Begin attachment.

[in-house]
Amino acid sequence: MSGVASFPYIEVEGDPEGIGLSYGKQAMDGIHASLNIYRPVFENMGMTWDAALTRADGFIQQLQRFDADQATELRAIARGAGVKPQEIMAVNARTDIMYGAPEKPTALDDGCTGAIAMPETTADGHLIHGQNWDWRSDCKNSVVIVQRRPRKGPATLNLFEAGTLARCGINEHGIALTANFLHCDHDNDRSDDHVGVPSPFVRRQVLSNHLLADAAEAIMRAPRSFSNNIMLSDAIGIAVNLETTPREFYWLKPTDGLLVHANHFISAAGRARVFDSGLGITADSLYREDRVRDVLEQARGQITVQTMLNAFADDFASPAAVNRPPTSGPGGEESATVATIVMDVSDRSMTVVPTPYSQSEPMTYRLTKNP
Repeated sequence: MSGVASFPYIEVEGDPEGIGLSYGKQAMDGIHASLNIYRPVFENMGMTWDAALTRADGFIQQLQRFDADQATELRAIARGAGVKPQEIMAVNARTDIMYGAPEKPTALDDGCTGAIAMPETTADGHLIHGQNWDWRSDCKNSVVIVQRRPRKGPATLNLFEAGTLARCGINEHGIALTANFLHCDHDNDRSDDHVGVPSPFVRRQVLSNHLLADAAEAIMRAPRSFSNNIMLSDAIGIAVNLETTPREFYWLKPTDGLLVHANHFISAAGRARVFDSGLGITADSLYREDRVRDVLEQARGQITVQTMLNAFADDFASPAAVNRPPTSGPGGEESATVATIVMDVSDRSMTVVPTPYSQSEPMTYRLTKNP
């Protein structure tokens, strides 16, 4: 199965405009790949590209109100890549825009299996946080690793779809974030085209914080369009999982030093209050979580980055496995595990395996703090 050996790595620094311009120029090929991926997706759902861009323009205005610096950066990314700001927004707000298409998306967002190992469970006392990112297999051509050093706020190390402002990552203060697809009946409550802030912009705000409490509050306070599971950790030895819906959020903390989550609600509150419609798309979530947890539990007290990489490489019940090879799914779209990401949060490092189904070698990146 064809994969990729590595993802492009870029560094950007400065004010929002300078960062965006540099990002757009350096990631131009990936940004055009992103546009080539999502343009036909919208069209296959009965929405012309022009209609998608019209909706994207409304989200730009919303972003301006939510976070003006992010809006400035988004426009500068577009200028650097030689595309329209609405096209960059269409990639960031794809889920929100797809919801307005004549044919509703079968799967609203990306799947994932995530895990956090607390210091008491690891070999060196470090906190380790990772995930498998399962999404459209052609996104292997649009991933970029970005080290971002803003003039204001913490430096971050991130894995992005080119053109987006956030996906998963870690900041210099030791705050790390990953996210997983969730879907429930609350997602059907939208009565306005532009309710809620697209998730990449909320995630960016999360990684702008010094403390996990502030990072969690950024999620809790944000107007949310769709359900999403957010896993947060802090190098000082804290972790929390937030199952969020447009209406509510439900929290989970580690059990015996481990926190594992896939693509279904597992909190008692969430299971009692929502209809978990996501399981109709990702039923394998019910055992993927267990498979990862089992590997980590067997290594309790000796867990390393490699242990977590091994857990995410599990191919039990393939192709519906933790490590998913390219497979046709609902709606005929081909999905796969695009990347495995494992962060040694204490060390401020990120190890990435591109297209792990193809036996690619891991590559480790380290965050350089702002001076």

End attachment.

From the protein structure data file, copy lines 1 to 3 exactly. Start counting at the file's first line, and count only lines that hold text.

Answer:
[in-house]
Amino acid sequence: MSGVASFPYIEVEGDPEGIGLSYGKQAMDGIHASLNIYRPVFENMGMTWDAALTRADGFIQQLQRFDADQATELRAIARGAGVKPQEIMAVNARTDIMYGAPEKPTALDDGCTGAIAMPETTADGHLIHGQNWDWRSDCKNSVVIVQRRPRKGPATLNLFEAGTLARCGINEHGIALTANFLHCDHDNDRSDDHVGVPSPFVRRQVLSNHLLADAAEAIMRAPRSFSNNIMLSDAIGIAVNLETTPREFYWLKPTDGLLVHANHFISAAGRARVFDSGLGITADSLYREDRVRDVLEQARGQITVQTMLNAFADDFASPAAVNRPPTSGPGGEESATVATIVMDVSDRSMTVVPTPYSQSEPMTYRLTKNP
Repeated sequence: MSGVASFPYIEVEGDPEGIGLSYGKQAMDGIHASLNIYRPVFENMGMTWDAALTRADGFIQQLQRFDADQATELRAIARGAGVKPQEIMAVNARTDIMYGAPEKPTALDDGCTGAIAMPETTADGHLIHGQNWDWRSDCKNSVVIVQRRPRKGPATLNLFEAGTLARCGINEHGIALTANFLHCDHDNDRSDDHVGVPSPFVRRQVLSNHLLADAAEAIMRAPRSFSNNIMLSDAIGIAVNLETTPREFYWLKPTDGLLVHANHFISAAGRARVFDSGLGITADSLYREDRVRDVLEQARGQITVQTMLNAFADDFASPAAVNRPPTSGPGGEESATVATIVMDVSDRSMTVVPTPYSQSEPMTYRLTKNP